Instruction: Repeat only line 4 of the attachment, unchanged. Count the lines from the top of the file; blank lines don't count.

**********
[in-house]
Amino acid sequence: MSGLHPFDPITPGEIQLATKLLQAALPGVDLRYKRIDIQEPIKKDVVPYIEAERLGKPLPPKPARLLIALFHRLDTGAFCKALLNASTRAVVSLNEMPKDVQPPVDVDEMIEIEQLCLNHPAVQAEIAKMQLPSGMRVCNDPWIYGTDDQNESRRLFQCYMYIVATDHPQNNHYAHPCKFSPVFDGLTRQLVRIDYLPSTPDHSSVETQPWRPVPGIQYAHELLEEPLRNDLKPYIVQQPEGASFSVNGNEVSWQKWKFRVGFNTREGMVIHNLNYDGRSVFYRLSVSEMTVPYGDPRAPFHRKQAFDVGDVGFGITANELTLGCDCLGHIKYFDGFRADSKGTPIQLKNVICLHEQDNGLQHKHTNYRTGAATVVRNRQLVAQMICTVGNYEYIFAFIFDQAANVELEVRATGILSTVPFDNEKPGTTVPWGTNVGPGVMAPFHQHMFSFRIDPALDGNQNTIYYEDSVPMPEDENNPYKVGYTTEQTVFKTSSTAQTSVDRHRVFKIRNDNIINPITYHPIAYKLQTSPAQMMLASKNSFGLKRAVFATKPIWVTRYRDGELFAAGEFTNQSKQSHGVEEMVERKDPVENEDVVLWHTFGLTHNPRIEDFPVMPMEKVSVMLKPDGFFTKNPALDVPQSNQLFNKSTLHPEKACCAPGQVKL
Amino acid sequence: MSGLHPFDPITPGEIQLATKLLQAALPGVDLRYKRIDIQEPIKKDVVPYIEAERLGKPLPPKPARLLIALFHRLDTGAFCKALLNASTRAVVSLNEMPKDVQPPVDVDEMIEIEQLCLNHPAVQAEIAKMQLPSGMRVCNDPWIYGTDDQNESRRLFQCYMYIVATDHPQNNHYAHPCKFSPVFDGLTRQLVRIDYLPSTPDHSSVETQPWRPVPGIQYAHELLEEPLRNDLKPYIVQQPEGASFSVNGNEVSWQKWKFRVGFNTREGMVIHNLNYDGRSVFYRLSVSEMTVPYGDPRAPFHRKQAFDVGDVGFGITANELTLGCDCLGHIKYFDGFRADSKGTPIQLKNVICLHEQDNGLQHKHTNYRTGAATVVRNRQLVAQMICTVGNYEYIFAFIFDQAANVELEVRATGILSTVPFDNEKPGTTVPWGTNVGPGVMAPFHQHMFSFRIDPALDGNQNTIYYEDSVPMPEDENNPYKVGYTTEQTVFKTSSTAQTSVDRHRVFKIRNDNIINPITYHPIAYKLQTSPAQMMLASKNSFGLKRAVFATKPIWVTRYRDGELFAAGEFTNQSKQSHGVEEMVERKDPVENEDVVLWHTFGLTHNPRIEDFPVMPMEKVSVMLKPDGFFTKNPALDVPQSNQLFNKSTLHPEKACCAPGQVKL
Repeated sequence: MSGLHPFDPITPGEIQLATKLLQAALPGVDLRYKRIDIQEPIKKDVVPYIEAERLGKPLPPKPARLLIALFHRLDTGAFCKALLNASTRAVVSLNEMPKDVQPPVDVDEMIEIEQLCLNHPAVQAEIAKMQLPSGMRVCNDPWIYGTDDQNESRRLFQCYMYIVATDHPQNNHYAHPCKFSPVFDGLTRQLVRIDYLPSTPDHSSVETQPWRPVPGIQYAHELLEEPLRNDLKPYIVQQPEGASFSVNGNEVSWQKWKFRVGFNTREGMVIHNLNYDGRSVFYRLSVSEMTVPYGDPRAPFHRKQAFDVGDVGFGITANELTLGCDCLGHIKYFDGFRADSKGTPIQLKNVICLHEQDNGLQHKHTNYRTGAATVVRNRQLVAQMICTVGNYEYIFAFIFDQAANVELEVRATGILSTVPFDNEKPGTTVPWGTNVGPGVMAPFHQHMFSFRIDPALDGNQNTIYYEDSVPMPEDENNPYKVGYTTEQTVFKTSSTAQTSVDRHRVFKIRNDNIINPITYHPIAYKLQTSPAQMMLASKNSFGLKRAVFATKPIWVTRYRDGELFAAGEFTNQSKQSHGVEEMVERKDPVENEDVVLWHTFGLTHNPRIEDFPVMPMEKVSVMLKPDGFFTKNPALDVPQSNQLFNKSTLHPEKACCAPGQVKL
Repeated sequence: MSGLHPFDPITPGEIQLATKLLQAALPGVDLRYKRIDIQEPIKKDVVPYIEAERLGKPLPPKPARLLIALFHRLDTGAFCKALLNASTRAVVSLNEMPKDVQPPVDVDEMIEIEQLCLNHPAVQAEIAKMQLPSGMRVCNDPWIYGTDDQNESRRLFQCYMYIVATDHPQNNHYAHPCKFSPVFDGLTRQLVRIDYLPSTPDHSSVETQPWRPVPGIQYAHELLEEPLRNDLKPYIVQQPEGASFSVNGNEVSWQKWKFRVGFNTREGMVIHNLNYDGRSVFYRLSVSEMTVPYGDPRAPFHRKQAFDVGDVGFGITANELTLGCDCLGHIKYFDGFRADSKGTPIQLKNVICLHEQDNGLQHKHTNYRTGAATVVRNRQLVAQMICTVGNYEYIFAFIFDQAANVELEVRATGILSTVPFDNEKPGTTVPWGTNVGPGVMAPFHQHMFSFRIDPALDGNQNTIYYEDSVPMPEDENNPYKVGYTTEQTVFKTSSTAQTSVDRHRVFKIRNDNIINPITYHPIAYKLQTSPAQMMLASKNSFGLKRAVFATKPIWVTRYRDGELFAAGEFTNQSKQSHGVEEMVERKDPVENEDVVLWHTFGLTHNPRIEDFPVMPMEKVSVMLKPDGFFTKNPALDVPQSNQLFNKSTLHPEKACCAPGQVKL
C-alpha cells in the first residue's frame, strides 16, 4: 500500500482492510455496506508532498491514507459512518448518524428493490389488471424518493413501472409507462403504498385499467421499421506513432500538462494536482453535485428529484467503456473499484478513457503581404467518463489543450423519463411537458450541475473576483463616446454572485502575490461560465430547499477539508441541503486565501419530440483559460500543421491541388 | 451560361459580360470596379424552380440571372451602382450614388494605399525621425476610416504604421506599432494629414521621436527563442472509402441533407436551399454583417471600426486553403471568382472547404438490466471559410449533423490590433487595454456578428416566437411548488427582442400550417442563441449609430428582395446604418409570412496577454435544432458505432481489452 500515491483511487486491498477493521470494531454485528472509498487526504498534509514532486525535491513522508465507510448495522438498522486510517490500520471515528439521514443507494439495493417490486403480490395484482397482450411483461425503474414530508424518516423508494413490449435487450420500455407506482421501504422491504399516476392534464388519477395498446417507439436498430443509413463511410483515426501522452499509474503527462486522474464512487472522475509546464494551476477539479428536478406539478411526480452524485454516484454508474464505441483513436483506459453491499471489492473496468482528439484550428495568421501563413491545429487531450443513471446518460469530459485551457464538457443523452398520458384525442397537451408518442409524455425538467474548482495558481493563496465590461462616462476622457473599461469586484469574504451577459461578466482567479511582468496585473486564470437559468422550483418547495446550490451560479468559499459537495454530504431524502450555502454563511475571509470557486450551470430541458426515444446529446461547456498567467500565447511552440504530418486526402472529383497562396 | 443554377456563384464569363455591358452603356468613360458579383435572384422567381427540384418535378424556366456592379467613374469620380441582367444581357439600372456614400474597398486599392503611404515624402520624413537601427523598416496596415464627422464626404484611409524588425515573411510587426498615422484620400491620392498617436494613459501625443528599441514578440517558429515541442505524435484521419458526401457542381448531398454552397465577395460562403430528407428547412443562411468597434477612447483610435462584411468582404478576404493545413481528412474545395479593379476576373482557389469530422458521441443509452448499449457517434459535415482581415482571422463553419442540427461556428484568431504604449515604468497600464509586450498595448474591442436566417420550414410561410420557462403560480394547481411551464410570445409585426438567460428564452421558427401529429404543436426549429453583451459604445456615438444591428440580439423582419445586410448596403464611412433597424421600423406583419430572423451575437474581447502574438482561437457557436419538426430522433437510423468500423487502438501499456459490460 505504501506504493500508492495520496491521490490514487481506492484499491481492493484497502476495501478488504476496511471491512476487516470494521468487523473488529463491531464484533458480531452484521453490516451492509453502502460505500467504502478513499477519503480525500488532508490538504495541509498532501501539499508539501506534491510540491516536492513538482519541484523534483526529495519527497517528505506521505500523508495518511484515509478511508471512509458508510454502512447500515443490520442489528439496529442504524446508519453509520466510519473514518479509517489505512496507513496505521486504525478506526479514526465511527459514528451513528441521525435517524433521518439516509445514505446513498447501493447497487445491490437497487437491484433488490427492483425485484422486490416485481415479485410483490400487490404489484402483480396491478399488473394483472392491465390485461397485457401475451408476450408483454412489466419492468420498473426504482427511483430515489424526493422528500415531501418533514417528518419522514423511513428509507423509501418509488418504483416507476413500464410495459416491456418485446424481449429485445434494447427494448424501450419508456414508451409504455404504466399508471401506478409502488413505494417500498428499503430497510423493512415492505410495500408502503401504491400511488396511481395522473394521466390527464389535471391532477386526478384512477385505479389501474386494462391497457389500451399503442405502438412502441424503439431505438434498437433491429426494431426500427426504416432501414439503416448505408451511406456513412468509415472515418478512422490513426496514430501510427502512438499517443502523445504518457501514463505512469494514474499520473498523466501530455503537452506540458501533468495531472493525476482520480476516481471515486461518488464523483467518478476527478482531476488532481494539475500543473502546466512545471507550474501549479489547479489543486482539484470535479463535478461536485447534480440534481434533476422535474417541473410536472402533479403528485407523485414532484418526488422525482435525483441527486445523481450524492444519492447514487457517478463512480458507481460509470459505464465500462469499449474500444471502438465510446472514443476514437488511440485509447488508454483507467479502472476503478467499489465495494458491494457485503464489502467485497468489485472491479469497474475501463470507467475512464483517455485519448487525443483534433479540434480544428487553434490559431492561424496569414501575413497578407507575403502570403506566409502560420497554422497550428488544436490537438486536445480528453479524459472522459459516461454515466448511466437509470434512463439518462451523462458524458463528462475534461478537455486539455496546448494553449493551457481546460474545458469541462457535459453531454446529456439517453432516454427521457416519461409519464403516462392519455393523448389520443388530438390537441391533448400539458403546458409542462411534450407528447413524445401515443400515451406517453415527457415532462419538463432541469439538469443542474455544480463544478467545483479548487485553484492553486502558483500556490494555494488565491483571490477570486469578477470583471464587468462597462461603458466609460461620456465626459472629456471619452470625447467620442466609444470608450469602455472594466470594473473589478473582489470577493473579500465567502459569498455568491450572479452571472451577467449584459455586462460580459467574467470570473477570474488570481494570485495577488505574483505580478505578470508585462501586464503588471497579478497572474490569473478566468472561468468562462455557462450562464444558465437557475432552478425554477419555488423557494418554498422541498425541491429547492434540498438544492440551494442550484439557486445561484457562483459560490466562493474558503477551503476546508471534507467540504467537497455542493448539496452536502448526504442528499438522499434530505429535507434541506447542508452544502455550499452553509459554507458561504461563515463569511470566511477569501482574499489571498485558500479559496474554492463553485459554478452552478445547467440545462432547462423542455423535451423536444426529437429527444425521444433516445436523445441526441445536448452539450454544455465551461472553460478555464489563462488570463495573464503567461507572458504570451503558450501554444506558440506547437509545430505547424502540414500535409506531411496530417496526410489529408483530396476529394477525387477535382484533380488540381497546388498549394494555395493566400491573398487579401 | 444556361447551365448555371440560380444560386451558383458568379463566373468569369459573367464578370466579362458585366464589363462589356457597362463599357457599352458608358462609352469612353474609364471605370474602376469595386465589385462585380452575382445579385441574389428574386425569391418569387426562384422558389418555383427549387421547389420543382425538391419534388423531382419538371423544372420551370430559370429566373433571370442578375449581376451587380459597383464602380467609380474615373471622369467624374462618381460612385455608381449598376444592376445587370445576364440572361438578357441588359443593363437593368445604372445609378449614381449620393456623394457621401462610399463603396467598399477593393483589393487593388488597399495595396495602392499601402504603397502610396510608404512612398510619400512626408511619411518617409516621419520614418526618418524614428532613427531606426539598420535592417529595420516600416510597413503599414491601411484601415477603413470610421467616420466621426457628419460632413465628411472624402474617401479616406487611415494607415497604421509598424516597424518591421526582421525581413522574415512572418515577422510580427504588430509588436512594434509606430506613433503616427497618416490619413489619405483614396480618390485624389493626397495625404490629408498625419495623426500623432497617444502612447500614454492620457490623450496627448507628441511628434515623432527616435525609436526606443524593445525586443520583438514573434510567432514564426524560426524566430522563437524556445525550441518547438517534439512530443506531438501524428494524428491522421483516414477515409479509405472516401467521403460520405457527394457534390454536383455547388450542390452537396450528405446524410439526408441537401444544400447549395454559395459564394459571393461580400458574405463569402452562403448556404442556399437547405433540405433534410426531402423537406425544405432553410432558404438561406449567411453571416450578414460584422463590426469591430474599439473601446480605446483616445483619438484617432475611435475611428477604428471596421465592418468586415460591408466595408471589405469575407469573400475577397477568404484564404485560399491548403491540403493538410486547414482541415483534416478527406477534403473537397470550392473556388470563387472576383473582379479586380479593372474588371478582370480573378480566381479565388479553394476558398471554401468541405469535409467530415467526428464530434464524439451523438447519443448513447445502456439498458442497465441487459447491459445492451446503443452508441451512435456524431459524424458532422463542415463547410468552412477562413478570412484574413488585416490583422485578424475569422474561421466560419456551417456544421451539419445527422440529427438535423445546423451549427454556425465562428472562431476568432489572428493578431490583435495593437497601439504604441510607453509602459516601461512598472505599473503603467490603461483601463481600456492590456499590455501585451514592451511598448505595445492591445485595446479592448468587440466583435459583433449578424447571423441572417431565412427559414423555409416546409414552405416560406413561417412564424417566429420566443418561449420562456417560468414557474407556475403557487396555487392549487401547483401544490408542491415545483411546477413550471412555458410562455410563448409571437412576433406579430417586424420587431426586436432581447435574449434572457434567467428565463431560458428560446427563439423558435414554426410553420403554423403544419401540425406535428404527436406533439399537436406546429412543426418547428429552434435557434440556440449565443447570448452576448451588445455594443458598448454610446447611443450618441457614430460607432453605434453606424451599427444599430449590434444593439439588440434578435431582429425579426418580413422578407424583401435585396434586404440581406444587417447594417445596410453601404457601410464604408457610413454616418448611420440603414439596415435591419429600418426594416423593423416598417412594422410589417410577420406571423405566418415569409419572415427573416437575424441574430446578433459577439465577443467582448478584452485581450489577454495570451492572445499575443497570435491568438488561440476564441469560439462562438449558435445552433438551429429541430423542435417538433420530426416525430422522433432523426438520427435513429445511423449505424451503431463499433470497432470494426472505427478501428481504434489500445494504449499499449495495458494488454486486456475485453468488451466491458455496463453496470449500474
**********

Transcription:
Repeated sequence: MSGLHPFDPITPGEIQLATKLLQAALPGVDLRYKRIDIQEPIKKDVVPYIEAERLGKPLPPKPARLLIALFHRLDTGAFCKALLNASTRAVVSLNEMPKDVQPPVDVDEMIEIEQLCLNHPAVQAEIAKMQLPSGMRVCNDPWIYGTDDQNESRRLFQCYMYIVATDHPQNNHYAHPCKFSPVFDGLTRQLVRIDYLPSTPDHSSVETQPWRPVPGIQYAHELLEEPLRNDLKPYIVQQPEGASFSVNGNEVSWQKWKFRVGFNTREGMVIHNLNYDGRSVFYRLSVSEMTVPYGDPRAPFHRKQAFDVGDVGFGITANELTLGCDCLGHIKYFDGFRADSKGTPIQLKNVICLHEQDNGLQHKHTNYRTGAATVVRNRQLVAQMICTVGNYEYIFAFIFDQAANVELEVRATGILSTVPFDNEKPGTTVPWGTNVGPGVMAPFHQHMFSFRIDPALDGNQNTIYYEDSVPMPEDENNPYKVGYTTEQTVFKTSSTAQTSVDRHRVFKIRNDNIINPITYHPIAYKLQTSPAQMMLASKNSFGLKRAVFATKPIWVTRYRDGELFAAGEFTNQSKQSHGVEEMVERKDPVENEDVVLWHTFGLTHNPRIEDFPVMPMEKVSVMLKPDGFFTKNPALDVPQSNQLFNKSTLHPEKACCAPGQVKL